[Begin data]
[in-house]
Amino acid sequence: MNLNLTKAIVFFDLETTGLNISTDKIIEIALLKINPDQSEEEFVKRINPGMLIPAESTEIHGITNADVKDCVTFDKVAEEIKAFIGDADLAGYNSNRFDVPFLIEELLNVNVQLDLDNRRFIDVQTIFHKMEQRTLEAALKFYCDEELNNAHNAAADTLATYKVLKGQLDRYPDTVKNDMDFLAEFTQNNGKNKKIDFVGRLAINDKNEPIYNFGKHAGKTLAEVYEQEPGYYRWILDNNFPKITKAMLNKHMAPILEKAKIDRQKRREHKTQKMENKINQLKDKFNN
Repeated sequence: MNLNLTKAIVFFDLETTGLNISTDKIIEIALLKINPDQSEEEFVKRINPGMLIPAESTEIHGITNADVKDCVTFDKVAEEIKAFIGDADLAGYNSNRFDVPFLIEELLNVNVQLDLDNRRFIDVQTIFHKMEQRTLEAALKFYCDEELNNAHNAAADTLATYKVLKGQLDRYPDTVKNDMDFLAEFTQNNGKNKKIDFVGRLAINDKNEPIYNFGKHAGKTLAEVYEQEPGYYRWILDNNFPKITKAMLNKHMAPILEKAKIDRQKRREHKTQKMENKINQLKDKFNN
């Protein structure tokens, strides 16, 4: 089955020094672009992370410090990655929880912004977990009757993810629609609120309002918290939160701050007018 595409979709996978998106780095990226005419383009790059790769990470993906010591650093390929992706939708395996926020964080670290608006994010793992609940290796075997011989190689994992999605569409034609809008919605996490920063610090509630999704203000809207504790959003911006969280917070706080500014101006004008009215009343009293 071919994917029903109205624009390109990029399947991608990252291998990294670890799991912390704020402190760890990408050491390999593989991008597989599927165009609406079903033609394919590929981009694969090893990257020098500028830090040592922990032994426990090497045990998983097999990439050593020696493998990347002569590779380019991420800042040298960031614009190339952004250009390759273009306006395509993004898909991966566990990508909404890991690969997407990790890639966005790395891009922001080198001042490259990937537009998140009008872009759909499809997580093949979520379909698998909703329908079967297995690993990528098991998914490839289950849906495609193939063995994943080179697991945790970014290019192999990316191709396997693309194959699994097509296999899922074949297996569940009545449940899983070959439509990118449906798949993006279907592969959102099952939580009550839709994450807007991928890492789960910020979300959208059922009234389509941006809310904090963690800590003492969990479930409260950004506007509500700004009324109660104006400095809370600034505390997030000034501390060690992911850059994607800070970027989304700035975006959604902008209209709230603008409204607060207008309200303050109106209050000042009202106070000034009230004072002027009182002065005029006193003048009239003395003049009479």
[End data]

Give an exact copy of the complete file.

[in-house]
Amino acid sequence: MNLNLTKAIVFFDLETTGLNISTDKIIEIALLKINPDQSEEEFVKRINPGMLIPAESTEIHGITNADVKDCVTFDKVAEEIKAFIGDADLAGYNSNRFDVPFLIEELLNVNVQLDLDNRRFIDVQTIFHKMEQRTLEAALKFYCDEELNNAHNAAADTLATYKVLKGQLDRYPDTVKNDMDFLAEFTQNNGKNKKIDFVGRLAINDKNEPIYNFGKHAGKTLAEVYEQEPGYYRWILDNNFPKITKAMLNKHMAPILEKAKIDRQKRREHKTQKMENKINQLKDKFNN
Repeated sequence: MNLNLTKAIVFFDLETTGLNISTDKIIEIALLKINPDQSEEEFVKRINPGMLIPAESTEIHGITNADVKDCVTFDKVAEEIKAFIGDADLAGYNSNRFDVPFLIEELLNVNVQLDLDNRRFIDVQTIFHKMEQRTLEAALKFYCDEELNNAHNAAADTLATYKVLKGQLDRYPDTVKNDMDFLAEFTQNNGKNKKIDFVGRLAINDKNEPIYNFGKHAGKTLAEVYEQEPGYYRWILDNNFPKITKAMLNKHMAPILEKAKIDRQKRREHKTQKMENKINQLKDKFNN
């Protein structure tokens, strides 16, 4: 089955020094672009992370410090990655929880912004977990009757993810629609609120309002918290939160701050007018 595409979709996978998106780095990226005419383009790059790769990470993906010591650093390929992706939708395996926020964080670290608006994010793992609940290796075997011989190689994992999605569409034609809008919605996490920063610090509630999704203000809207504790959003911006969280917070706080500014101006004008009215009343009293 071919994917029903109205624009390109990029399947991608990252291998990294670890799991912390704020402190760890990408050491390999593989991008597989599927165009609406079903033609394919590929981009694969090893990257020098500028830090040592922990032994426990090497045990998983097999990439050593020696493998990347002569590779380019991420800042040298960031614009190339952004250009390759273009306006395509993004898909991966566990990508909404890991690969997407990790890639966005790395891009922001080198001042490259990937537009998140009008872009759909499809997580093949979520379909698998909703329908079967297995690993990528098991998914490839289950849906495609193939063995994943080179697991945790970014290019192999990316191709396997693309194959699994097509296999899922074949297996569940009545449940899983070959439509990118449906798949993006279907592969959102099952939580009550839709994450807007991928890492789960910020979300959208059922009234389509941006809310904090963690800590003492969990479930409260950004506007509500700004009324109660104006400095809370600034505390997030000034501390060690992911850059994607800070970027989304700035975006959604902008209209709230603008409204607060207008309200303050109106209050000042009202106070000034009230004072002027009182002065005029006193003048009239003395003049009479």